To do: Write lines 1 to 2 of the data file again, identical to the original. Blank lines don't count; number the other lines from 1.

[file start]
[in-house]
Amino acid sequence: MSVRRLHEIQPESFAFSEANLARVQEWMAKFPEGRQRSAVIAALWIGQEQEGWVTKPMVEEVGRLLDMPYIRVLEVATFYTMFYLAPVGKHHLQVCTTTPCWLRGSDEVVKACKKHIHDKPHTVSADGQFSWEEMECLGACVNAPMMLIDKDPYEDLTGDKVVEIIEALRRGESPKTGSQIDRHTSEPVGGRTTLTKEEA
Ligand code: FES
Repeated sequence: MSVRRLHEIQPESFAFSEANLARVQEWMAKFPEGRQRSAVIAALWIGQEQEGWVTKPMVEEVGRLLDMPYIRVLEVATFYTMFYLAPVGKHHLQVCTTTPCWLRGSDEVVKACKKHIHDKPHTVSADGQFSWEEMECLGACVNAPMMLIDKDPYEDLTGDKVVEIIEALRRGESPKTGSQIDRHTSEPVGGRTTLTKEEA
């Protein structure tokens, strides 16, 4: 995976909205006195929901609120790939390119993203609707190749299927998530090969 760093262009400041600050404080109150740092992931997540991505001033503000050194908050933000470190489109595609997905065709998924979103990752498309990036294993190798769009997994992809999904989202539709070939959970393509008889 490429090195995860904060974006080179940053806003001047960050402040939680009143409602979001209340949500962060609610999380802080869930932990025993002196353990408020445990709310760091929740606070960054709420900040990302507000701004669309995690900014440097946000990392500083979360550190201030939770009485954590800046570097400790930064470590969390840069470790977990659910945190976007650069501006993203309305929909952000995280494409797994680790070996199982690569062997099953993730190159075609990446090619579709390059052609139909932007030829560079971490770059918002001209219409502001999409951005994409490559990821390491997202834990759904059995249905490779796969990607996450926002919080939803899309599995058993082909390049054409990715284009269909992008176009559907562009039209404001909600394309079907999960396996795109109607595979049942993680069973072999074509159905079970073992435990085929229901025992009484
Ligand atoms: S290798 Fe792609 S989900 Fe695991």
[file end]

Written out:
[in-house]
Amino acid sequence: MSVRRLHEIQPESFAFSEANLARVQEWMAKFPEGRQRSAVIAALWIGQEQEGWVTKPMVEEVGRLLDMPYIRVLEVATFYTMFYLAPVGKHHLQVCTTTPCWLRGSDEVVKACKKHIHDKPHTVSADGQFSWEEMECLGACVNAPMMLIDKDPYEDLTGDKVVEIIEALRRGESPKTGSQIDRHTSEPVGGRTTLTKEEA